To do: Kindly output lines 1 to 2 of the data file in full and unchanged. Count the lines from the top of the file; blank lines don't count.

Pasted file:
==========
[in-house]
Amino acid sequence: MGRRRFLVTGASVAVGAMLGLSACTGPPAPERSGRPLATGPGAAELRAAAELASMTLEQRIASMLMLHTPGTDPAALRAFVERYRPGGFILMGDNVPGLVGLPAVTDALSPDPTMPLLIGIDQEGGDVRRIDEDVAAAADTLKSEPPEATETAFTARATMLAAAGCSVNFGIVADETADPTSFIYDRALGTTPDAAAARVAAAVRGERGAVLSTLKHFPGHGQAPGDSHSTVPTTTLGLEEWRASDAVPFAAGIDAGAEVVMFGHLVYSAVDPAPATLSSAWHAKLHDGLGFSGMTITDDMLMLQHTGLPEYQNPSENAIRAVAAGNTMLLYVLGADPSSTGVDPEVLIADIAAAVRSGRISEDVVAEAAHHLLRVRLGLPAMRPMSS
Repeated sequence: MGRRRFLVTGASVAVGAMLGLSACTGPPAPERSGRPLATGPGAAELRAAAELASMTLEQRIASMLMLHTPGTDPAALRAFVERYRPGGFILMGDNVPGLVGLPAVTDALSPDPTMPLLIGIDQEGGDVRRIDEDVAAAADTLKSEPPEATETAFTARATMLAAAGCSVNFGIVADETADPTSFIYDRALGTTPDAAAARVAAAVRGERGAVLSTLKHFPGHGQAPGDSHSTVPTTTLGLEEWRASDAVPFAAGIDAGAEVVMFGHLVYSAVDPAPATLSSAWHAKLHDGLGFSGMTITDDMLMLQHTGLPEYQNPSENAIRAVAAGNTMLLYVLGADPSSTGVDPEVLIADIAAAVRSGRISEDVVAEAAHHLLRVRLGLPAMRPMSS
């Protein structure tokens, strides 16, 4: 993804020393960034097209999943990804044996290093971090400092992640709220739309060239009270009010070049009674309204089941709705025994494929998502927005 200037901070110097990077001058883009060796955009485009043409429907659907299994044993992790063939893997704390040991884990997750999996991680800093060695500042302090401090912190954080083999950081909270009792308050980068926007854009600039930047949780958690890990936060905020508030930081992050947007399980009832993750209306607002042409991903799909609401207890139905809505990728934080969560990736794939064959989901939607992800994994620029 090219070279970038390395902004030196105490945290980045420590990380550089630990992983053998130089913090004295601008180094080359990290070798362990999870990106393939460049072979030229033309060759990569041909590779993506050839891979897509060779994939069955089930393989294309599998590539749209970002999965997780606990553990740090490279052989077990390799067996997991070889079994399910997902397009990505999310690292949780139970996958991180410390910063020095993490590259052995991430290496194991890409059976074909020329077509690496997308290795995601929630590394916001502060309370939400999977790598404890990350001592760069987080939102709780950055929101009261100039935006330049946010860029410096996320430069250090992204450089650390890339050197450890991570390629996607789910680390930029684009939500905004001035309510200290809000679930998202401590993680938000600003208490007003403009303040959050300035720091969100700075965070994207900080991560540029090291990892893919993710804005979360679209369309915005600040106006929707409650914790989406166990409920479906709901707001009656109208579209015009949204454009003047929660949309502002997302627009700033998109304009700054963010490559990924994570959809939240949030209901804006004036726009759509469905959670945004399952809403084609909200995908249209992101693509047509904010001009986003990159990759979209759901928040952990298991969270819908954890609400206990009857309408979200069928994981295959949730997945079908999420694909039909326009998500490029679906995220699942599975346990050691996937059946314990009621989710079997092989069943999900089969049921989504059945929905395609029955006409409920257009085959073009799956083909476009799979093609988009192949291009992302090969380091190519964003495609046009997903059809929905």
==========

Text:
[in-house]
Amino acid sequence: MGRRRFLVTGASVAVGAMLGLSACTGPPAPERSGRPLATGPGAAELRAAAELASMTLEQRIASMLMLHTPGTDPAALRAFVERYRPGGFILMGDNVPGLVGLPAVTDALSPDPTMPLLIGIDQEGGDVRRIDEDVAAAADTLKSEPPEATETAFTARATMLAAAGCSVNFGIVADETADPTSFIYDRALGTTPDAAAARVAAAVRGERGAVLSTLKHFPGHGQAPGDSHSTVPTTTLGLEEWRASDAVPFAAGIDAGAEVVMFGHLVYSAVDPAPATLSSAWHAKLHDGLGFSGMTITDDMLMLQHTGLPEYQNPSENAIRAVAAGNTMLLYVLGADPSSTGVDPEVLIADIAAAVRSGRISEDVVAEAAHHLLRVRLGLPAMRPMSS